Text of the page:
Many articles have pointed out that there is no tablet market. There is only iPad market. There are few contenders have tried to assault iPad dominance. HP TouchPad has failed. RIM Playbook has started slashing prices. Windows tablet is still 7 tech-years away (that is 1 human calendar year). And Android is unable to make an impact in marketshare.

An TechCrunch article has summarized the issue nicely.

It was supposed to stand-up, challenge the mighty iOS and ultimately slay the champion through a power combo of multitasking and openness. But it didn’t happen mainly because consumers don’t care about that nonsense. They want apps, which Honeycomb has very few.

All the competitors are still stuck in the midset of specs. They are competing on the tablet itself. And this has been happening while Apple is competing on another battlefield. Apple is increasing their domination in the complement of iPad, the apps. By driving up the product’s complements, Apple is increasing the value of the product. And how to make the competitors understand this basic tenet.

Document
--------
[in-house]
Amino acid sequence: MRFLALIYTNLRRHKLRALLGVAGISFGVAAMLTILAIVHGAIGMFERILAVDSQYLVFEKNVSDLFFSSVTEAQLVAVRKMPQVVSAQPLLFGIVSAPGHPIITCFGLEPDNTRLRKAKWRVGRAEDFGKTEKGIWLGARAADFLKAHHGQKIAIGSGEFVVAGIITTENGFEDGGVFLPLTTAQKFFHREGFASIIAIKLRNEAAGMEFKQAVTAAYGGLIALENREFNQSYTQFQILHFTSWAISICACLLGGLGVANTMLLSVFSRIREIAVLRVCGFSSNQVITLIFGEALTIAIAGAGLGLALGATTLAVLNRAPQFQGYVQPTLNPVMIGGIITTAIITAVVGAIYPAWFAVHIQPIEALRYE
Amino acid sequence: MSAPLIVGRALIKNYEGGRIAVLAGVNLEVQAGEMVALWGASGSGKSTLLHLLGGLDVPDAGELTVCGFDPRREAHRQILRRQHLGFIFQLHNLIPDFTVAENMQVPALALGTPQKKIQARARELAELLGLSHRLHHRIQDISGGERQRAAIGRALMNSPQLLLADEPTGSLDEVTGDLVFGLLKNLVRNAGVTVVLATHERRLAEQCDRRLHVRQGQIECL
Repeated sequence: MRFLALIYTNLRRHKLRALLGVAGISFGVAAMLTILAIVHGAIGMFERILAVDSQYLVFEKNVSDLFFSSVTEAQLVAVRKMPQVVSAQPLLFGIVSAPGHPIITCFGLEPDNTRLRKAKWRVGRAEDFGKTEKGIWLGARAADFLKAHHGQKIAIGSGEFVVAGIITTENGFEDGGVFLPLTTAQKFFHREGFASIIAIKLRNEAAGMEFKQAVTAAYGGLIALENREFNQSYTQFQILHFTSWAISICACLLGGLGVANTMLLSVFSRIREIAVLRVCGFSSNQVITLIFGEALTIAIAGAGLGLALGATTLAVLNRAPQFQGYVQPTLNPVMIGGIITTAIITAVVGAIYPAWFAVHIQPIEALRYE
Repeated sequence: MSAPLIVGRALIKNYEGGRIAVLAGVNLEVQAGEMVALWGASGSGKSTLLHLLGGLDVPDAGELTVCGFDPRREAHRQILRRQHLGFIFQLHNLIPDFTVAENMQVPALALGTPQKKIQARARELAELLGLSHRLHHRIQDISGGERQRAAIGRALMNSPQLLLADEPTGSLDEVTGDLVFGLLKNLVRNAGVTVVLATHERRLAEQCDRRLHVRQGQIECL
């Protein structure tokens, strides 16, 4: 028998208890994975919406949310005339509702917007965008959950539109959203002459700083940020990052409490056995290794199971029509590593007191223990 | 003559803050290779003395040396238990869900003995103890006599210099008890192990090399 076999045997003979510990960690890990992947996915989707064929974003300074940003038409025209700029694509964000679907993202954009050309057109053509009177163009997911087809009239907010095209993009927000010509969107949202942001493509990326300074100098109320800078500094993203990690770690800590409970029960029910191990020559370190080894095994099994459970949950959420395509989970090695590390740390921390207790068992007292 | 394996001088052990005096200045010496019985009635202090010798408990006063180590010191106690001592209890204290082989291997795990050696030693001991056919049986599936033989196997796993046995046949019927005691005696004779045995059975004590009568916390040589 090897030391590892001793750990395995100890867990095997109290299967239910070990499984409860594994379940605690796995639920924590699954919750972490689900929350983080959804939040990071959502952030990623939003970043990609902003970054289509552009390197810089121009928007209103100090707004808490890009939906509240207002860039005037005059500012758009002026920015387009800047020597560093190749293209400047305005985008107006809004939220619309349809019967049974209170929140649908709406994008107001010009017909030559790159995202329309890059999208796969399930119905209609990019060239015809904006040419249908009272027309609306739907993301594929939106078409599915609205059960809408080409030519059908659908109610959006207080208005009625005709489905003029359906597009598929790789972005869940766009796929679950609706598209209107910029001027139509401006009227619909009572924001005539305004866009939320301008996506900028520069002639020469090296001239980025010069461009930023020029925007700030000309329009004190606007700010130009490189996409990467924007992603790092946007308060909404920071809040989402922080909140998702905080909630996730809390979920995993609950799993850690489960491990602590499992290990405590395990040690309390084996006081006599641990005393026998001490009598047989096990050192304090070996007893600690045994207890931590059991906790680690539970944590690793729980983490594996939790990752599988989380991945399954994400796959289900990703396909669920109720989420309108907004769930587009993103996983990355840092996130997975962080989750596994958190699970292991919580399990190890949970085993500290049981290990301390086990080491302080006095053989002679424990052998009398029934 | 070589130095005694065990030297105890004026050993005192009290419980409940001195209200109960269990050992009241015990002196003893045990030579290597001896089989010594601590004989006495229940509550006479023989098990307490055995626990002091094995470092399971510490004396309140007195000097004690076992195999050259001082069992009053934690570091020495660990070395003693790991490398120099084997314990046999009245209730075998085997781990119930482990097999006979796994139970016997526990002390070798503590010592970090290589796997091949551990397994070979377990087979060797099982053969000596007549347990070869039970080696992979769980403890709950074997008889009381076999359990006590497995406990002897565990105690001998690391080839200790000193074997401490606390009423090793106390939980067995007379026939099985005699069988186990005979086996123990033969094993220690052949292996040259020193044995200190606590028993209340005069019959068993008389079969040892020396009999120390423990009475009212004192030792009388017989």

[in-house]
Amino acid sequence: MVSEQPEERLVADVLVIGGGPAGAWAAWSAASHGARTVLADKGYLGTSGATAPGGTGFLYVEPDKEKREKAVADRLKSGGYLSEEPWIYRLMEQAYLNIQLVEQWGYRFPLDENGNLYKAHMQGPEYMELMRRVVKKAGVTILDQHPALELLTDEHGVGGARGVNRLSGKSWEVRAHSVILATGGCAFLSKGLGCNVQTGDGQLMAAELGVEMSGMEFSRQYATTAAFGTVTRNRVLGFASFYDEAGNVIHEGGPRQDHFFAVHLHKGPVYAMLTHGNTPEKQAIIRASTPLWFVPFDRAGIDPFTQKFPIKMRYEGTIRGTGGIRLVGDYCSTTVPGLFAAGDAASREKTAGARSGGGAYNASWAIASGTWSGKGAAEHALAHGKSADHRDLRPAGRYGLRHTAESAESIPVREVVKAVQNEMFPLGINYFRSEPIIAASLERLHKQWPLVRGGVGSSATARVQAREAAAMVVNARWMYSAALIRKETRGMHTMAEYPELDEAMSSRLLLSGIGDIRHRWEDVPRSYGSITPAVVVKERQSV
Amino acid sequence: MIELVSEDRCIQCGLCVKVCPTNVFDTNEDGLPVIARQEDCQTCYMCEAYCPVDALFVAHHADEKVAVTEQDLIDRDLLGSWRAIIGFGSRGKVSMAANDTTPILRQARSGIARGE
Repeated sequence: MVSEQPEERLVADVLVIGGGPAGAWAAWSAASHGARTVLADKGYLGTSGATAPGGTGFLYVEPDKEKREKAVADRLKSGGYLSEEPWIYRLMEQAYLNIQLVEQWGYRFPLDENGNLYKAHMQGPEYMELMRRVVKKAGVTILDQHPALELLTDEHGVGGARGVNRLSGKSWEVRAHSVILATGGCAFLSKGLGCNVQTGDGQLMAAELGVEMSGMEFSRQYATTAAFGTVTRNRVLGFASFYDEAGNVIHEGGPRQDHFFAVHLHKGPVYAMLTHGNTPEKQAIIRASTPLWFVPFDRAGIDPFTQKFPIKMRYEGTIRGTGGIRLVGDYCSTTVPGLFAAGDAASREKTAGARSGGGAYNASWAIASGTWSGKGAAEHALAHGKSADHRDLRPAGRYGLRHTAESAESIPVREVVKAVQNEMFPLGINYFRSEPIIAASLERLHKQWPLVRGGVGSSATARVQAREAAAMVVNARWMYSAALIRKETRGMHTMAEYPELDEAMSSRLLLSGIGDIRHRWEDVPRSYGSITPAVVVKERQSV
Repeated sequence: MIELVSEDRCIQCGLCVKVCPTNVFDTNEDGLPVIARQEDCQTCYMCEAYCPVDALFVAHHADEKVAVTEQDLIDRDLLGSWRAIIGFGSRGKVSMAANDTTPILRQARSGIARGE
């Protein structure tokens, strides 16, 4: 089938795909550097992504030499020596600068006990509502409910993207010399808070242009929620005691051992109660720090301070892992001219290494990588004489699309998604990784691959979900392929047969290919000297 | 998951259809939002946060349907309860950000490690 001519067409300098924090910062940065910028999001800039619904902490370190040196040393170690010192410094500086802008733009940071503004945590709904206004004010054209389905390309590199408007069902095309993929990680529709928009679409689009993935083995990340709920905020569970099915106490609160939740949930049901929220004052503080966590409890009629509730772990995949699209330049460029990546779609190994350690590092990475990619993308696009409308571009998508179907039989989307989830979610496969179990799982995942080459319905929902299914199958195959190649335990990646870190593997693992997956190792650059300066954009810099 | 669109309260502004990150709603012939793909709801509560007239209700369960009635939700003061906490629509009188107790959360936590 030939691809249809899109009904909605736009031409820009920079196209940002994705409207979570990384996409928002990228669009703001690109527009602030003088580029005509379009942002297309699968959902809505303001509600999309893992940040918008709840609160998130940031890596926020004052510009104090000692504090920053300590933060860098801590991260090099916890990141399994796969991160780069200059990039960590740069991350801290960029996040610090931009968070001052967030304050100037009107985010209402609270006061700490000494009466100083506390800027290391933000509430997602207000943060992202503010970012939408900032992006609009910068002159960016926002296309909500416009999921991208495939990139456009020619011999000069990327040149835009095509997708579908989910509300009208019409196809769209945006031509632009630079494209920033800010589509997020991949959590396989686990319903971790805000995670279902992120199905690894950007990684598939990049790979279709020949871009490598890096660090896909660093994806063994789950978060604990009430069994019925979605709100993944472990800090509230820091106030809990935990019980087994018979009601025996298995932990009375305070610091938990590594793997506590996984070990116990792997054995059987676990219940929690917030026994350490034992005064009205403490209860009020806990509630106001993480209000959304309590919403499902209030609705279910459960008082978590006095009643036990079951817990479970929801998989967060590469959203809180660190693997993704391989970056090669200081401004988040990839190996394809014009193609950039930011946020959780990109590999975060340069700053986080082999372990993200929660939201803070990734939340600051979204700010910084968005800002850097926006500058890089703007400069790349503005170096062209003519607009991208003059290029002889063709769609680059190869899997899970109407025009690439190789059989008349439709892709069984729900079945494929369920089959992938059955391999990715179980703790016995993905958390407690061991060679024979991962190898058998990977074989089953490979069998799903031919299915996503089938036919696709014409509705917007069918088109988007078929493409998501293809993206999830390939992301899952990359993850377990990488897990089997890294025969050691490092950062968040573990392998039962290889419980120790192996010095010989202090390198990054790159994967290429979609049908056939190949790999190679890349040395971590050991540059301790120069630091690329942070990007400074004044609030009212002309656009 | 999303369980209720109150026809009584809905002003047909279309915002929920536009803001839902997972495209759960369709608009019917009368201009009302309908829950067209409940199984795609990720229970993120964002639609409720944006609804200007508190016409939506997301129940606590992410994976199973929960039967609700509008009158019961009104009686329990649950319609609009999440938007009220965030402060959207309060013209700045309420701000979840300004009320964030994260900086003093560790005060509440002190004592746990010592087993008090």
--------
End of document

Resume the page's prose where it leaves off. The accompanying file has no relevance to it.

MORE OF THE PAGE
HP tried to compete on the same battlefield and lost. When they accidentally shifted the battlefield to price (by having fire-sale), they started to increase the dominance. Unfortunately, price is a unsustainable battlefield. It would be an attrition war against one of the most cash-rich company..

Another potential competitor is actually table from amazon. Amazon kindle tablet will shift the battlefield towards markets or goods. Amazon will flex their muscle in the online market to push for dominance. If Amazon is able to push the price down, it will make their tablet is more compelling.

However, with Amazon is using the older Android build, it begs the question another question. Is there a space for Android honeycomb?

It is a difficult situation for Google. They can’t fight directly on Apple on specs. Google is providing and selling services. They don’t have online market like Amazon, no social network, no contents (they are more like aggragators), also no developer program ala Apple or Microsoft. Google advantages are in their cloud infrastructure, solid back-end and good relationshiop with advertisers.